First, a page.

While the coverage is still thin, the Basra pullout by British forces at least made it into the US press today.
Recent weeks have brought a lot of misplaced criticism of the United Kingdom's role in southern Iraq. It is time to set the record straight.
Des Browne and David Miliband, the British Defense and Foreign Secretaries, writing in the WaPo, use an unusual tactic (an op-ed) to address US sniping at the Brits' position on withdrawal. From This Is London:
The growing U.S. attacks on its biggest and most loyal partner in the coalition have clearly rattled Downing Street, and the intervention of two senior ministers was seen as a sign of Government anxiety that relations with Washington are being undermined by U.S. carping.
That criticism has grown in recent weeks with the revelation that British troops would soon pull back from their Basra Palace HQ to the last remaining base near the airport on the outskirts of the city.
[The other U.S. piece on Basra found today is background from NPR]:
There's increasing concern that the withdrawal of British troops will intensify a turf battle between Shiite groups which, in turn, could leave vulnerable a vital supply route for U.S. forces, as well as the southern oil fields and the Port of Basra.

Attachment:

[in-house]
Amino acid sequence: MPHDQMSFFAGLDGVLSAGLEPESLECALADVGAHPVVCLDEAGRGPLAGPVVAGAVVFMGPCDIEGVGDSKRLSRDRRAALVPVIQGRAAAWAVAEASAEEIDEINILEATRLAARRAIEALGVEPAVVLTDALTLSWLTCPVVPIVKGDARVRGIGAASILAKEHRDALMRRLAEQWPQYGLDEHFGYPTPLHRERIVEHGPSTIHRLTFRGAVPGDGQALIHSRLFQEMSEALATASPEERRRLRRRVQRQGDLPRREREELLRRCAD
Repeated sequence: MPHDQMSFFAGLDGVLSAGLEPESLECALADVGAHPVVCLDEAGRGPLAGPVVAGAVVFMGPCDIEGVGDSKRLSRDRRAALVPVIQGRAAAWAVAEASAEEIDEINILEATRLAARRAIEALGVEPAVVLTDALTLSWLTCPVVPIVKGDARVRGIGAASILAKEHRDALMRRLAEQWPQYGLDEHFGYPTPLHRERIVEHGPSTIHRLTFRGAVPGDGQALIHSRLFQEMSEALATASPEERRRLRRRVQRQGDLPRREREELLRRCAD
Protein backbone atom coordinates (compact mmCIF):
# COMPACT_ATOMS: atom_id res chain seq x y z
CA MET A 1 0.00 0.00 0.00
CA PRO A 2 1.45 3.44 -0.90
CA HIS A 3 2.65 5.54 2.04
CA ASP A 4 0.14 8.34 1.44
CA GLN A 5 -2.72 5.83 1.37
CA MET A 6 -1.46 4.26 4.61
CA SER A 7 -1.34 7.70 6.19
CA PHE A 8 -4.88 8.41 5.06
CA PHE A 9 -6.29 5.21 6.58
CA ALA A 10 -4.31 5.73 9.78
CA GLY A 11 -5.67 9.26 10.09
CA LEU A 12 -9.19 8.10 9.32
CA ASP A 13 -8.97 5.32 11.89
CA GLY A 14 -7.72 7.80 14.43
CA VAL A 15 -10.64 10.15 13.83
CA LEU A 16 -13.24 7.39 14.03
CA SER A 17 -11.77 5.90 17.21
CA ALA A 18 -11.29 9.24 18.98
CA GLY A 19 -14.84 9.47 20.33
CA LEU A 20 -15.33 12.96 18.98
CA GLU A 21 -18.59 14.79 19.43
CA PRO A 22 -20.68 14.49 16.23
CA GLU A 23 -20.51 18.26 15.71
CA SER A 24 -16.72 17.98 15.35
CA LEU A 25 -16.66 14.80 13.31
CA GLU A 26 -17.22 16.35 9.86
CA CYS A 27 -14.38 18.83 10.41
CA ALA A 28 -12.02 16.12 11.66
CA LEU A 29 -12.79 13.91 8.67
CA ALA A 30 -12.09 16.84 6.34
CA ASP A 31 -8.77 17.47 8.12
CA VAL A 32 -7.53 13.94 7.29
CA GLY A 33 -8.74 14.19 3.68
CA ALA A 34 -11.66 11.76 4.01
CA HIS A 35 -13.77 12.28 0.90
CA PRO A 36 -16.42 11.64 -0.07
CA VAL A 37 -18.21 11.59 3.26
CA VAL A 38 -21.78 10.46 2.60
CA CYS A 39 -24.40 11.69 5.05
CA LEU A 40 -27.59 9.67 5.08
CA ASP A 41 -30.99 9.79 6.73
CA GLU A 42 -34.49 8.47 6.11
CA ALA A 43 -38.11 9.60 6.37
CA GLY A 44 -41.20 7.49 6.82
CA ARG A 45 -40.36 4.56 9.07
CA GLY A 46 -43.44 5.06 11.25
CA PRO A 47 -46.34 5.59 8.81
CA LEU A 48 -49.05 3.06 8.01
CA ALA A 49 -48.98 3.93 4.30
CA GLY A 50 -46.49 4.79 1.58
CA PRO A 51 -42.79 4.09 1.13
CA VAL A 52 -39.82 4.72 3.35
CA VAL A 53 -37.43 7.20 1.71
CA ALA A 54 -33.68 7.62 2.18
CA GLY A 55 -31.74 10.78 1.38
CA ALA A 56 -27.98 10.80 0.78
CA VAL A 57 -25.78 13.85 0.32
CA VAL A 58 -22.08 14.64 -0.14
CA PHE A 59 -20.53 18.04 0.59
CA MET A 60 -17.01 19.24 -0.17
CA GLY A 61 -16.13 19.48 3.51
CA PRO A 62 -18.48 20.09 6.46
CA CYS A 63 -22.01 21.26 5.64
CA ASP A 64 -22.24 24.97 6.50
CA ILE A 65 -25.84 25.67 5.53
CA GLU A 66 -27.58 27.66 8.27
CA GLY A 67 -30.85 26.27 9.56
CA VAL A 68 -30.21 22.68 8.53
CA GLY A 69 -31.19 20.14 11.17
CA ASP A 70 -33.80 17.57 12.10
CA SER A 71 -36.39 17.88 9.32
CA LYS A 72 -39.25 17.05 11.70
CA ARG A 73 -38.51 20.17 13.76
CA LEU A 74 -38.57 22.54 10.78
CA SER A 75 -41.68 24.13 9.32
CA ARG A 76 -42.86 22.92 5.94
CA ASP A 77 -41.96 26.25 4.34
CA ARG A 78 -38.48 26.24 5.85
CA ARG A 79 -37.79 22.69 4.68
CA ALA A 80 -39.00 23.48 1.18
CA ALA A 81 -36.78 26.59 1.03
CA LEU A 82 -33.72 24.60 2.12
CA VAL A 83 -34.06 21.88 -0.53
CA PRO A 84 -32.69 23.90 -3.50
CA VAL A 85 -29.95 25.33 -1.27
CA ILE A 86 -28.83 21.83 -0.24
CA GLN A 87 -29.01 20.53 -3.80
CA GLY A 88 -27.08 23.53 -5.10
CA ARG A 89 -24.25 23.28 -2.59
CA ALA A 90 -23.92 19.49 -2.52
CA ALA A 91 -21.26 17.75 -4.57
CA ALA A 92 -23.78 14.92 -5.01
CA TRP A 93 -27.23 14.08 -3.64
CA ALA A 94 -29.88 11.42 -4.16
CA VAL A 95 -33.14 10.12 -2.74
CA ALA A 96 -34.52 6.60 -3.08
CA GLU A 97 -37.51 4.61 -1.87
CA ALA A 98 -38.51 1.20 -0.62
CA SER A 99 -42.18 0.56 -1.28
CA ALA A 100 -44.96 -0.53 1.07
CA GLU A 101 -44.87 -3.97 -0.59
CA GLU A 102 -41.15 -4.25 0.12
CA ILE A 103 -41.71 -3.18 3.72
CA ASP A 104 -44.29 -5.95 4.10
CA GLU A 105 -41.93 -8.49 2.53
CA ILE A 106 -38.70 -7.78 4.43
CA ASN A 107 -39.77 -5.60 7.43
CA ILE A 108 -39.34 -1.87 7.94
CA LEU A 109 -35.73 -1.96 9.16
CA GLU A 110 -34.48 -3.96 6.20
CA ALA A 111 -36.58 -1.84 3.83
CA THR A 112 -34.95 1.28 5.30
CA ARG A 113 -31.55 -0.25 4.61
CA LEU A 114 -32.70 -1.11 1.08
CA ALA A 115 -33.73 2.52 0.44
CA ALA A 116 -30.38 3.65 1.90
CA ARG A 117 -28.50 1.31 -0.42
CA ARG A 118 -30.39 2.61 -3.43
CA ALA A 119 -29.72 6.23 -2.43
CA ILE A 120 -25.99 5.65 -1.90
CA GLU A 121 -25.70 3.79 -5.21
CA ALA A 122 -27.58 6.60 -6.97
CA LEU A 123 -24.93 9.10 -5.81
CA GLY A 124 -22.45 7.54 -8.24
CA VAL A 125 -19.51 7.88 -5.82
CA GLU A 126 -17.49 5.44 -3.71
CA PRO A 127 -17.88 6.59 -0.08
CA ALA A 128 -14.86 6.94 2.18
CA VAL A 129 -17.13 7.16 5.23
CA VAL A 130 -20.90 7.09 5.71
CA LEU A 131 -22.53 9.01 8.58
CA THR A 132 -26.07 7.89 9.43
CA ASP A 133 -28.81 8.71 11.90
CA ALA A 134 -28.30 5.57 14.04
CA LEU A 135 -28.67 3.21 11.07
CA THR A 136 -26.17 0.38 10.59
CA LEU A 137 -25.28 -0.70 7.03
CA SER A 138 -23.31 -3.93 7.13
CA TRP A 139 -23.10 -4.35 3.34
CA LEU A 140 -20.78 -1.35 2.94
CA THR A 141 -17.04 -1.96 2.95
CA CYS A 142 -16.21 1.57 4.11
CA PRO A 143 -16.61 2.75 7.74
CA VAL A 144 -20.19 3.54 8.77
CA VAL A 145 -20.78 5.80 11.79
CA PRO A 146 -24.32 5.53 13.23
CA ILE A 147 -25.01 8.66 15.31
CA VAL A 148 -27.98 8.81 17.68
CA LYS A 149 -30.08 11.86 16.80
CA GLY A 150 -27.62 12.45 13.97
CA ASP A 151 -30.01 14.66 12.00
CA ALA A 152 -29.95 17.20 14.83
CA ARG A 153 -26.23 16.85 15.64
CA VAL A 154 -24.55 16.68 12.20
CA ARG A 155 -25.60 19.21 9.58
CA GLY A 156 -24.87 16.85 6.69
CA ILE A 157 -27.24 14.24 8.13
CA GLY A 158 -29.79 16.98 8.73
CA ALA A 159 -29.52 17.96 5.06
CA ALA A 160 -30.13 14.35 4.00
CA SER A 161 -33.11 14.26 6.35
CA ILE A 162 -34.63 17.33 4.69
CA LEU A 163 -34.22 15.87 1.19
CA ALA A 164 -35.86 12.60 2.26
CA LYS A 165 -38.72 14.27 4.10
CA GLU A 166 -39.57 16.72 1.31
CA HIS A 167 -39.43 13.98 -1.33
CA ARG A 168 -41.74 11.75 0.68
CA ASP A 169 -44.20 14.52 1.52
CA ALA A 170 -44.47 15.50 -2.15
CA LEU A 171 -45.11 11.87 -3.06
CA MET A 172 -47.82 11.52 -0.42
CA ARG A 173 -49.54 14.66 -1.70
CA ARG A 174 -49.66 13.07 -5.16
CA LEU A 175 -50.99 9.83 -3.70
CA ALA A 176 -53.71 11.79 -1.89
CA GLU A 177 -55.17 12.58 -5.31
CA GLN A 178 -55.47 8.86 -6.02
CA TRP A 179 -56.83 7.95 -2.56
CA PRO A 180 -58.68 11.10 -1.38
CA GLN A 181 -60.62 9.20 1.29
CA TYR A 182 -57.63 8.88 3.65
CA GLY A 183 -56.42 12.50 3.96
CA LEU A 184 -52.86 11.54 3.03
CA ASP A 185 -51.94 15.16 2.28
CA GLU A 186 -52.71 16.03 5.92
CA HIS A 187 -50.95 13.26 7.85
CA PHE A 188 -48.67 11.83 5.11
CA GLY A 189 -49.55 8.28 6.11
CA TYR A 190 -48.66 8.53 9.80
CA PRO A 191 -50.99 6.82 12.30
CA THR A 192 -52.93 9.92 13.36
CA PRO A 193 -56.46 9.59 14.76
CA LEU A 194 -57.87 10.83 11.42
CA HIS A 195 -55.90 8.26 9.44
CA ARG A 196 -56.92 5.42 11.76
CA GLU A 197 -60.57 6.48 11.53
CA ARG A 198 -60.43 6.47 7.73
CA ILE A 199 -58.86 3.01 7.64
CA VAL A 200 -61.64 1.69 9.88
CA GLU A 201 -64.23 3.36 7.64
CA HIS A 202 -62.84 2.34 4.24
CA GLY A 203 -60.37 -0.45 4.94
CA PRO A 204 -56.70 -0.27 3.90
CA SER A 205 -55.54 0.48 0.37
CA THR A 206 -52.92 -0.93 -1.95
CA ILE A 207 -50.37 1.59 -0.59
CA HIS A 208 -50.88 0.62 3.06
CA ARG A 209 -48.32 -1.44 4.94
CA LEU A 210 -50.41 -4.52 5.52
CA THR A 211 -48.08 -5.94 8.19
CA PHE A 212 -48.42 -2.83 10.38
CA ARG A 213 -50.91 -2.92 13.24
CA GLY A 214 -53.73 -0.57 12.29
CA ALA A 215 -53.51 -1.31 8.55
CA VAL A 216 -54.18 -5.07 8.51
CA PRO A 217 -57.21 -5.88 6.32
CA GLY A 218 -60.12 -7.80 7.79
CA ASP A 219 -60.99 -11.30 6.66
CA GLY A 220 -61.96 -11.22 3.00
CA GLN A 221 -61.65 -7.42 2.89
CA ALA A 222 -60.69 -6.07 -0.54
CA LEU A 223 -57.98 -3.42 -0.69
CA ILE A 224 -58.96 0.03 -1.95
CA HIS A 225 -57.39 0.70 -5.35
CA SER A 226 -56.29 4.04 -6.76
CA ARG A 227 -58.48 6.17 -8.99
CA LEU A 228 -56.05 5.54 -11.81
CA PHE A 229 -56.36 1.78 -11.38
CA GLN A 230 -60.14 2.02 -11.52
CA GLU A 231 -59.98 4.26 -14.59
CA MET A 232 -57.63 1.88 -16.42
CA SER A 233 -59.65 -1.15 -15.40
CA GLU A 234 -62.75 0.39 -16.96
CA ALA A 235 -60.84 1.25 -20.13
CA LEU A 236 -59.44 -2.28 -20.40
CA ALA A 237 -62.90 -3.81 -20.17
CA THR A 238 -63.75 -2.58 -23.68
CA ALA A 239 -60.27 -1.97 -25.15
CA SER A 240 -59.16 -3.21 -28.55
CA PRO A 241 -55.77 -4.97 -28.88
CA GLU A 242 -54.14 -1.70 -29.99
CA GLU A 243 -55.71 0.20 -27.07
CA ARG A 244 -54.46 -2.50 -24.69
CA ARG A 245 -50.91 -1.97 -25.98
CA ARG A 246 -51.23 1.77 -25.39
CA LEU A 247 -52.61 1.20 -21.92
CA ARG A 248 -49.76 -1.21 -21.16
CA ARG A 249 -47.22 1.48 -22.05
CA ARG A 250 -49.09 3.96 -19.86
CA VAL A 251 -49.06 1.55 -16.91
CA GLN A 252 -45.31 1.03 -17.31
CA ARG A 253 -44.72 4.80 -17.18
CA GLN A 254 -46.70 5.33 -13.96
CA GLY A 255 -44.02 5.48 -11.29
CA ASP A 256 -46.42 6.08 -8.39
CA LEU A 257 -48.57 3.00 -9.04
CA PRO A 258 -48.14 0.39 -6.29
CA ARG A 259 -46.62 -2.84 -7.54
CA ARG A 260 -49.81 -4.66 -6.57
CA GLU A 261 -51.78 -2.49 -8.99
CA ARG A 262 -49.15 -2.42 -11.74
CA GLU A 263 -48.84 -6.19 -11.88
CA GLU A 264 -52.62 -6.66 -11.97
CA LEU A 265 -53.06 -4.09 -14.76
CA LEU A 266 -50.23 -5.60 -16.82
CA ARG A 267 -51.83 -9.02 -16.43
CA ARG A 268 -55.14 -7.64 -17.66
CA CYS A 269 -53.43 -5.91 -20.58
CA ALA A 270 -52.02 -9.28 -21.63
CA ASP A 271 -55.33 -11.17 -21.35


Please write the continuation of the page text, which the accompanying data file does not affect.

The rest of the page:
Military analysts say the United States — already stretched thin in Iraq — most likely will have to send its troops to Basra.
More on the story is available in the British press. From the Guardian:
President George Bush yesterday sought to end criticism from the Pentagon and the state department of the British decision to pull troops out of Basra.
Mr Bush, who had been informed by the British government about its alarm over the criticism in recent weeks, said he was "fine" about the handover to Iraqi forces in Basra. His comments came as the defence secretary, Des Browne, and the foreign secretary, David Miliband, took the rare step of publishing a joint article in the Washington Post to rebut the criticism.
The Basra story and US-British relations are of continuing interest. The infighting between coalition partners is, of course, not something the Administration wants to highlight in advance of the September discussion of Iraq benchmarks and status reports.
Yet another take on it is that that Bush will have someone else to blame if things go sour. After all, blaming others for his own failings and misjudgments is the one thing Bush is actually good at.